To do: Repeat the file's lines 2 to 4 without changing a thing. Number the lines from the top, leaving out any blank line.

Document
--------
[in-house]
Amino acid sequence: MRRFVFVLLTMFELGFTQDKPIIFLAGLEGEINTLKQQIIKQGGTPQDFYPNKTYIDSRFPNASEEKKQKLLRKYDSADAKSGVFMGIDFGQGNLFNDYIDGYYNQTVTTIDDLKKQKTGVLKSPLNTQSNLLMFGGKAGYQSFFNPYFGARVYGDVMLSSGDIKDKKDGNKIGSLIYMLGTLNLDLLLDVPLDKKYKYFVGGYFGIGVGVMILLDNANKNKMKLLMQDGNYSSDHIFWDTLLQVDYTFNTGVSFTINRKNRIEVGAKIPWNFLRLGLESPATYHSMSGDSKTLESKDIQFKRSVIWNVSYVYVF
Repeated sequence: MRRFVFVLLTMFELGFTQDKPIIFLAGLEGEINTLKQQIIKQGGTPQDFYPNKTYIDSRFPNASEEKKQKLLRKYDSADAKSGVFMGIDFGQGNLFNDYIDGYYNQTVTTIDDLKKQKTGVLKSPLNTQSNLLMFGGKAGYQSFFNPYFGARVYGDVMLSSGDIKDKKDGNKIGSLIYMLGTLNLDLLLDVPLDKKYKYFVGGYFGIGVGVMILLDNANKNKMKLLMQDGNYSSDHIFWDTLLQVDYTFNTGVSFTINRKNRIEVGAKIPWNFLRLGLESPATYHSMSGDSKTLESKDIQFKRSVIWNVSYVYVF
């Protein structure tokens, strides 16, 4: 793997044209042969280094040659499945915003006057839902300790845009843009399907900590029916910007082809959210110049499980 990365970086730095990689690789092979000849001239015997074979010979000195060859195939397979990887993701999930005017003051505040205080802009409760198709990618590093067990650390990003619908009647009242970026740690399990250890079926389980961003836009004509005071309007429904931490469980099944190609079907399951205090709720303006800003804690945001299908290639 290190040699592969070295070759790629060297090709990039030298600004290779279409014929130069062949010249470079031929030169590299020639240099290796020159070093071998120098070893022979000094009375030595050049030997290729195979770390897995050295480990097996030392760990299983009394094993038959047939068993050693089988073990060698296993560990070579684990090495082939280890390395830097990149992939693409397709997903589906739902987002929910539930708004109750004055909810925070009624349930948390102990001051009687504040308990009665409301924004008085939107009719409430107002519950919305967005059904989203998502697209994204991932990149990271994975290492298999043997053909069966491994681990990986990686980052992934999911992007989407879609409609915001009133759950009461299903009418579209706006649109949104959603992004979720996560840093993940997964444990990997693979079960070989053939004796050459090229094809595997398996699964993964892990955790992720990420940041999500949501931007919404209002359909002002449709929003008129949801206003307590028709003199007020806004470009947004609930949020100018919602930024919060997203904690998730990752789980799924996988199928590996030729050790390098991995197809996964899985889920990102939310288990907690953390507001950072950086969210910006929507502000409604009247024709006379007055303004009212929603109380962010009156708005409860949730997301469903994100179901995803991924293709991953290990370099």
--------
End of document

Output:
Amino acid sequence: MRRFVFVLLTMFELGFTQDKPIIFLAGLEGEINTLKQQIIKQGGTPQDFYPNKTYIDSRFPNASEEKKQKLLRKYDSADAKSGVFMGIDFGQGNLFNDYIDGYYNQTVTTIDDLKKQKTGVLKSPLNTQSNLLMFGGKAGYQSFFNPYFGARVYGDVMLSSGDIKDKKDGNKIGSLIYMLGTLNLDLLLDVPLDKKYKYFVGGYFGIGVGVMILLDNANKNKMKLLMQDGNYSSDHIFWDTLLQVDYTFNTGVSFTINRKNRIEVGAKIPWNFLRLGLESPATYHSMSGDSKTLESKDIQFKRSVIWNVSYVYVF
Repeated sequence: MRRFVFVLLTMFELGFTQDKPIIFLAGLEGEINTLKQQIIKQGGTPQDFYPNKTYIDSRFPNASEEKKQKLLRKYDSADAKSGVFMGIDFGQGNLFNDYIDGYYNQTVTTIDDLKKQKTGVLKSPLNTQSNLLMFGGKAGYQSFFNPYFGARVYGDVMLSSGDIKDKKDGNKIGSLIYMLGTLNLDLLLDVPLDKKYKYFVGGYFGIGVGVMILLDNANKNKMKLLMQDGNYSSDHIFWDTLLQVDYTFNTGVSFTINRKNRIEVGAKIPWNFLRLGLESPATYHSMSGDSKTLESKDIQFKRSVIWNVSYVYVF
């Protein structure tokens, strides 16, 4: 793997044209042969280094040659499945915003006057839902300790845009843009399907900590029916910007082809959210110049499980 990365970086730095990689690789092979000849001239015997074979010979000195060859195939397979990887993701999930005017003051505040205080802009409760198709990618590093067990650390990003619908009647009242970026740690399990250890079926389980961003836009004509005071309007429904931490469980099944190609079907399951205090709720303006800003804690945001299908290639 290190040699592969070295070759790629060297090709990039030298600004290779279409014929130069062949010249470079031929030169590299020639240099290796020159070093071998120098070893022979000094009375030595050049030997290729195979770390897995050295480990097996030392760990299983009394094993038959047939068993050693089988073990060698296993560990070579684990090495082939280890390395830097990149992939693409397709997903589906739902987002929910539930708004109750004055909810925070009624349930948390102990001051009687504040308990009665409301924004008085939107009719409430107002519950919305967005059904989203998502697209994204991932990149990271994975290492298999043997053909069966491994681990990986990686980052992934999911992007989407879609409609915001009133759950009461299903009418579209706006649109949104959603992004979720996560840093993940997964444990990997693979079960070989053939004796050459090229094809595997398996699964993964892990955790992720990420940041999500949501931007919404209002359909002002449709929003008129949801206003307590028709003199007020806004470009947004609930949020100018919602930024919060997203904690998730990752789980799924996988199928590996030729050790390098991995197809996964899985889920990102939310288990907690953390507001950072950086969210910006929507502000409604009247024709006379007055303004009212929603109380962010009156708005409860949730997301469903994100179901995803991924293709991953290990370099």